Collapsing bridges and derailed freight trains are just the most visible signs of our nation’s crumbling infrastructure. By some estimates, nearly 70,000 bridges around the nation are just a freak accident away from collapsing overnight. And as the Post’s Ashley Halsey III has pointed out, the problem extends beyond just bridges to include America’s water systems, airports, power grids and sea ports. In its latest assessment of the state of American infrastructure, the American Society of Civil Engineers (ASCE) gave our nation’s infrastructure a D+. These are dire times.

Given that America’s infrastructure is on the brink of failure, is there anything Silicon Valley can do to help?

Crews begin work to remove the fallen Interstate 5 bridge over the Skagit River in Mount Vernon, Wash. after barges carrying heavy cutting and lifting equipment from Atkinson Construction arrived, Monday, May 27, 2013. (AP Photo/The Seattle Times, Marcus Yam)

One idea that’s starting to gain traction in tech circles is the civic crowdfunding of expensive municipal infrastructure projects. The basic premise is simple: using sites that look much like Kickstarter or Indiegogo, individual investors (“the crowd”) would pool their money together to build important new infrastructure projects, and in return, would receive perks such as having their name placed on a brass plaque or some other form of recognition for their civic virtue. Here in the U.S., the civic crowdfunding platform has already received some attention for its civic crowdfunding initiatives.

Another example of innovative thinking about infrastructure is the crowdfunding of renewable energy projects. In the USA, solar energy crowdfunding site Mosaic has finally received approval to begin reaching out to the crowd to finance solar panel projects in California. While there are some legal concerns here, once individuals transform from “backers” to “investors” (similar to the concerns still swirling in Washington around the equity crowdfunding of startups) the concept is similar to that of crowdfunding a film or any other artistic venture.  At the Future of Crowdfunding event in Berlin this April, participants discussed other renewable energy projects that have also been funded with the help of the crowd.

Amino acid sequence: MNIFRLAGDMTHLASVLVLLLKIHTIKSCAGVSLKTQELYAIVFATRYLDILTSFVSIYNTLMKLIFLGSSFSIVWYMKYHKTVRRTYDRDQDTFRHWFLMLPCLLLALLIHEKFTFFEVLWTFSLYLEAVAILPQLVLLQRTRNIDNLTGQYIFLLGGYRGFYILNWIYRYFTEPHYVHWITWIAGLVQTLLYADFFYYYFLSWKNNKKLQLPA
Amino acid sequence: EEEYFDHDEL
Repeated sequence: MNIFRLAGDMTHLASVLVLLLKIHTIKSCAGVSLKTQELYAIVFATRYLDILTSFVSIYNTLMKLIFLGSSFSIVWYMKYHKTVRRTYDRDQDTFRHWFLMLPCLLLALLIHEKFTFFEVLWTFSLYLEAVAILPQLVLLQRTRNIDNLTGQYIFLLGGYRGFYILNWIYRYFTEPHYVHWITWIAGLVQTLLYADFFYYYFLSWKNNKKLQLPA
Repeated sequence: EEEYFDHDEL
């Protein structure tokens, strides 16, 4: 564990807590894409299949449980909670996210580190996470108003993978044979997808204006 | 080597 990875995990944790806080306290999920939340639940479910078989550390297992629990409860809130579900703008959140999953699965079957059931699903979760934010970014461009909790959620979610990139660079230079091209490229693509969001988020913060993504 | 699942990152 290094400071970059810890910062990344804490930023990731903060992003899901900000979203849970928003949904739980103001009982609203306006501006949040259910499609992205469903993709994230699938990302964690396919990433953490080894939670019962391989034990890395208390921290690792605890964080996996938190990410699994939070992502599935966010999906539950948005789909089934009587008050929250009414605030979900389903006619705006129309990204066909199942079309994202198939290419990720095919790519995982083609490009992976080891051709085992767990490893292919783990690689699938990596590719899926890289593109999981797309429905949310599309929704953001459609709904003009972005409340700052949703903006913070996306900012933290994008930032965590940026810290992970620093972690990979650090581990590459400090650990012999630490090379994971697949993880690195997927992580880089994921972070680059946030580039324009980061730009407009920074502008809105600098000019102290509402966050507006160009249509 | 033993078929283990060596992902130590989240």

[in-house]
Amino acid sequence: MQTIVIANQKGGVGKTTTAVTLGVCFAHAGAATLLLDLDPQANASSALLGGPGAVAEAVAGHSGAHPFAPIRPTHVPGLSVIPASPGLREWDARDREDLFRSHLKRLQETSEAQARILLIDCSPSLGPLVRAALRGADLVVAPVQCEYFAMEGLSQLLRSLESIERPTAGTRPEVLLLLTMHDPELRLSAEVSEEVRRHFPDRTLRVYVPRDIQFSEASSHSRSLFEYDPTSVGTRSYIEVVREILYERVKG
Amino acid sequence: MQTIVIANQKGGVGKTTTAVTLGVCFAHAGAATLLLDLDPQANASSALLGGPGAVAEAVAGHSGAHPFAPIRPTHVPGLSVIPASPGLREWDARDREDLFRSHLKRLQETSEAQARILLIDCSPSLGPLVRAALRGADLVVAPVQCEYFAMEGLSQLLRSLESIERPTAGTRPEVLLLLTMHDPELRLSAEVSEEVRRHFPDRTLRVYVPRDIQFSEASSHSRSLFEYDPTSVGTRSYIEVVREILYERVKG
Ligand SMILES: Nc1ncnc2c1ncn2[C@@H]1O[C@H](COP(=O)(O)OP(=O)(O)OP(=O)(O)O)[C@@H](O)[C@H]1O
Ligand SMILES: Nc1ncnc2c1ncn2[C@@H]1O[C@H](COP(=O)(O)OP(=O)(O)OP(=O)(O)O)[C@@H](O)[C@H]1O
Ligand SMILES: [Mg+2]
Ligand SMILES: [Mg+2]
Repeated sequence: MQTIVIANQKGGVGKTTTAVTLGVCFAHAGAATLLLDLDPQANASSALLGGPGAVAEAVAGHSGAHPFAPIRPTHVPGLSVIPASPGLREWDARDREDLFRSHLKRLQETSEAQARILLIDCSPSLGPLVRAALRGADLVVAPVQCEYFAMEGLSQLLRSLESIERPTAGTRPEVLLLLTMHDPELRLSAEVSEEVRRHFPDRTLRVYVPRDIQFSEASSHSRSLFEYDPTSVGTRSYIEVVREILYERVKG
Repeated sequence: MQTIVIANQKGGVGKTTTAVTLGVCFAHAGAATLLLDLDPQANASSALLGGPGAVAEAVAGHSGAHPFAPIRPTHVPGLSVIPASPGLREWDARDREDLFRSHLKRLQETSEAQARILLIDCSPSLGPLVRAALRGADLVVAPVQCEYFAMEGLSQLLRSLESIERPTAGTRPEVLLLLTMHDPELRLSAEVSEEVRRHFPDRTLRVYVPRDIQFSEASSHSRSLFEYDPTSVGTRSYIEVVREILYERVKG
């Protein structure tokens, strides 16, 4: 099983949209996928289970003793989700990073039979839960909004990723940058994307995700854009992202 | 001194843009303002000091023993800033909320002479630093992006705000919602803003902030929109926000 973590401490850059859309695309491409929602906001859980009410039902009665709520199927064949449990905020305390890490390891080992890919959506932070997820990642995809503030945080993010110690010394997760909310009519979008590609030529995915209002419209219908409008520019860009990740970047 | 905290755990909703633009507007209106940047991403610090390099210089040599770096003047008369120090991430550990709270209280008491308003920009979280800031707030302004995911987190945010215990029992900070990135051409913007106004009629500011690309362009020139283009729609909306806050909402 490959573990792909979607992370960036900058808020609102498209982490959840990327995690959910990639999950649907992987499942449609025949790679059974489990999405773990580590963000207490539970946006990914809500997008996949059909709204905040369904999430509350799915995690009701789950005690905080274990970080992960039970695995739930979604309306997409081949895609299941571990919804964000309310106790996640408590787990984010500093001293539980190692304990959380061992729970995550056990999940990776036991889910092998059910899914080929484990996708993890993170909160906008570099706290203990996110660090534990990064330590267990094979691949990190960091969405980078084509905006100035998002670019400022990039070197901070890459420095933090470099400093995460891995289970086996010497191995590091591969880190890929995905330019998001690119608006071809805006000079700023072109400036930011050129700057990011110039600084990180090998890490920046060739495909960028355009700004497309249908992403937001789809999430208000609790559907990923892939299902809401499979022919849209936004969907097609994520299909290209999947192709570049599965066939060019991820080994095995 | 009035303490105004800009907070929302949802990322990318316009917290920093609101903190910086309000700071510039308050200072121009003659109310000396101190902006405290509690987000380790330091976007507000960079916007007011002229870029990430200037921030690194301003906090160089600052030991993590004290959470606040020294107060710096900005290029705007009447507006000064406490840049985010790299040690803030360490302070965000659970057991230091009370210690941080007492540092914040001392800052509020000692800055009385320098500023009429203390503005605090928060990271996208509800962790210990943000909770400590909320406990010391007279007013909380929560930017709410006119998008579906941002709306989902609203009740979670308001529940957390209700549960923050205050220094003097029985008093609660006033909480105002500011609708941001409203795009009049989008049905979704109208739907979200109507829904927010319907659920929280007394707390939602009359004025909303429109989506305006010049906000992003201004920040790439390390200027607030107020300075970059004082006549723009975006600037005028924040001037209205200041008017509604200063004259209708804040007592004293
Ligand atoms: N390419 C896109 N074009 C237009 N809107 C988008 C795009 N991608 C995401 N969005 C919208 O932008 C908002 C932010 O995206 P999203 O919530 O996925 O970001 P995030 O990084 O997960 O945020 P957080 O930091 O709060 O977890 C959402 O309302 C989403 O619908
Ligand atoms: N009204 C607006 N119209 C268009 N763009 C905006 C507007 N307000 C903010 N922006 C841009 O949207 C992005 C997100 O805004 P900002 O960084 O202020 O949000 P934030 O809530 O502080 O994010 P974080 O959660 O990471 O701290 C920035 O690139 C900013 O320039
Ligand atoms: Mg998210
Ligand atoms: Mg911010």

A crowdfunding solution could be a pathway around one of the biggest problems with our nation’s infrastructure: a cash shortage. The problem, quite simply, is that the bucks aren’t there to upgrade our infrastructure. These are the days of austerity and sequestration, so any plan to increase infrastructure spending immediately becomes a political issue. To raise the estimated $3.6 trillion required to fix America’s massive infrastructure, the government would need to raise taxes, issue debt or somehow cut social programs. As a result of these political issues, spending on infrastructure as a percentage of GDP has continued to drop since 2008.

Public-private partnerships, either involving the crowd or of the kind outlined recently by Loews Corporation c-chairman Jonathan Tisch, would seem to be a way around diminished spending capacity by government. When it comes to infrastructure, it’s no longer a case of “we’ll cross that bridge when we come to it.” America’s infrastructure problem is real, it’s immediate, and it’s downright scary.

Yet, when you mention the word “infrastructure” to tech titans, they’re more likely to think of network infrastructure—the guts of our computer and communications systems—rather than the guts of our national infrastructure. After all, Silicon Valley venture capital investors are in the game of funding the Next Big Thing, and bridges, tunnels, and sewer systems simply can’t compare with the latest cool technologies profiled by McKinsey. Instead of placing their long-term hope in “Intelligent Infrastructure” and tricking out America’s existing infrastructure with smart sensors, maybe it’s time to think about promising new business models, such as civic crowdfunding, that have more immediate pay-offs.